Businesses must now safeguard their clients’ or customers’ personal and financial information in any electronic files or media containing an individual’s name linked to a Social Security number; a driver’s license number or state identification card number; or an account number, or a credit or debit card number in combination with any required security code, access code, or password.

Once the business no longer needs the personal financial information, it must securely destroy the records by “shredding, erasing, or otherwise modifying the personal information … to make it unreadable, indecipherable or non-reconstructable (sic) through generally available means.” This means that the business must do more than merely delete the information from its computer hard drive.

If a breach of security occurs and someone obtains unauthorized access to the data, the Act contains a disclosure requirement. The business must first report the breach of its security to the New Jersey State Police and then to the customer.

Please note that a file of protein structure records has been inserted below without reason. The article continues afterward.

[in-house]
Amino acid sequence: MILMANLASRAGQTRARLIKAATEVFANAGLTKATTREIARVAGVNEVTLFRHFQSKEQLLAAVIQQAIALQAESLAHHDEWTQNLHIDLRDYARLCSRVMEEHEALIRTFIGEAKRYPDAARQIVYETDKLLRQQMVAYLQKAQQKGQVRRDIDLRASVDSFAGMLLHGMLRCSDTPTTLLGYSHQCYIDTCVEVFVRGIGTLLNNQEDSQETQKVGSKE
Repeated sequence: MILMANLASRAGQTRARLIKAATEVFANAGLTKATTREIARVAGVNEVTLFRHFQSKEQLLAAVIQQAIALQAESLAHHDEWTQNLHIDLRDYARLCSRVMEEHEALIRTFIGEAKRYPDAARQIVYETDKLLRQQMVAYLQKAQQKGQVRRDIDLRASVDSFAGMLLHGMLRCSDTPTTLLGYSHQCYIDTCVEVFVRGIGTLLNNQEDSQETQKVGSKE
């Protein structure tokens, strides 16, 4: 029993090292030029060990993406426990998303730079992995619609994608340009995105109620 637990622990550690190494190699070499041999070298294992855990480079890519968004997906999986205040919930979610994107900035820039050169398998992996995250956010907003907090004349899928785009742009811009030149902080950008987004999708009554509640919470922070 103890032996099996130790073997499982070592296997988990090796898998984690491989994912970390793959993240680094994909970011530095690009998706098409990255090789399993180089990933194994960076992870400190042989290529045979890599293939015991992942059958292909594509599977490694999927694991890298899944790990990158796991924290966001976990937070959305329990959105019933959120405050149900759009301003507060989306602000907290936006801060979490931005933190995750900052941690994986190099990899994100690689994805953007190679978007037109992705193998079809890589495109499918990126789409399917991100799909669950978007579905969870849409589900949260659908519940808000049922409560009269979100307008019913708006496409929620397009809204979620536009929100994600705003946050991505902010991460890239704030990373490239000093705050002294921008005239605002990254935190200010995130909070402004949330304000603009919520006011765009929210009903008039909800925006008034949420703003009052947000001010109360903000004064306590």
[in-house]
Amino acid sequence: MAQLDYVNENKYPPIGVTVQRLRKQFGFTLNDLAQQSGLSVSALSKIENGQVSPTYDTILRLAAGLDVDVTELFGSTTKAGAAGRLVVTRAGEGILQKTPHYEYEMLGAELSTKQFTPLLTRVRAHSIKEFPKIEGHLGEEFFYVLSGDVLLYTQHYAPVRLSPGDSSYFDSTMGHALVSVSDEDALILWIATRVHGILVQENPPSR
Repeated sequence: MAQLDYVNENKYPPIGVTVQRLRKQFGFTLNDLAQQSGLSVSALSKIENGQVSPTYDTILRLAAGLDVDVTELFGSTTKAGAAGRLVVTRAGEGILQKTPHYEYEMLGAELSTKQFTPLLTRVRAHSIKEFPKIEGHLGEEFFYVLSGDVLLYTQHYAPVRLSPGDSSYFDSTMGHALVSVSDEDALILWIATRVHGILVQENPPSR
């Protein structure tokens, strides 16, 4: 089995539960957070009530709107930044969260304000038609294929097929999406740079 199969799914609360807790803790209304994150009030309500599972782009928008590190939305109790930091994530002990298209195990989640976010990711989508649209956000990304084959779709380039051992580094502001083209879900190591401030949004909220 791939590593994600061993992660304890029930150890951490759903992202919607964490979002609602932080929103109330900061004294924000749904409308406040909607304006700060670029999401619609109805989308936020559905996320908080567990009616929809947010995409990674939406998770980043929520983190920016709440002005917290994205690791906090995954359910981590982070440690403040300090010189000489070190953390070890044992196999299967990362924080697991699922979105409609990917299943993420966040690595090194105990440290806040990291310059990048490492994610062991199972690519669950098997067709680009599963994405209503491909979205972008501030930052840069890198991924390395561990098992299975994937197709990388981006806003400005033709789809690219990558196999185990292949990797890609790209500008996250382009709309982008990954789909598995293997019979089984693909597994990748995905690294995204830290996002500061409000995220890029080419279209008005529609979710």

The Act contains provisions prohibiting the public display or other disclosure of an individual’s personal information. The Act also contains certain prohibitions against mailing correspondence to an individual with that person’s Social Security number unless the mailing is otherwise mandated by law.

Violation of the Act will subject the business to a suit under the New Jersey Consumer Fraud Act. The New Jersey state attorney general could bring suit directly under this statute or an aggrieved person could bring a private cause of action. The statute provides for recovery of both treble damages and recovery of attorney’s fees by the aggrieved individual.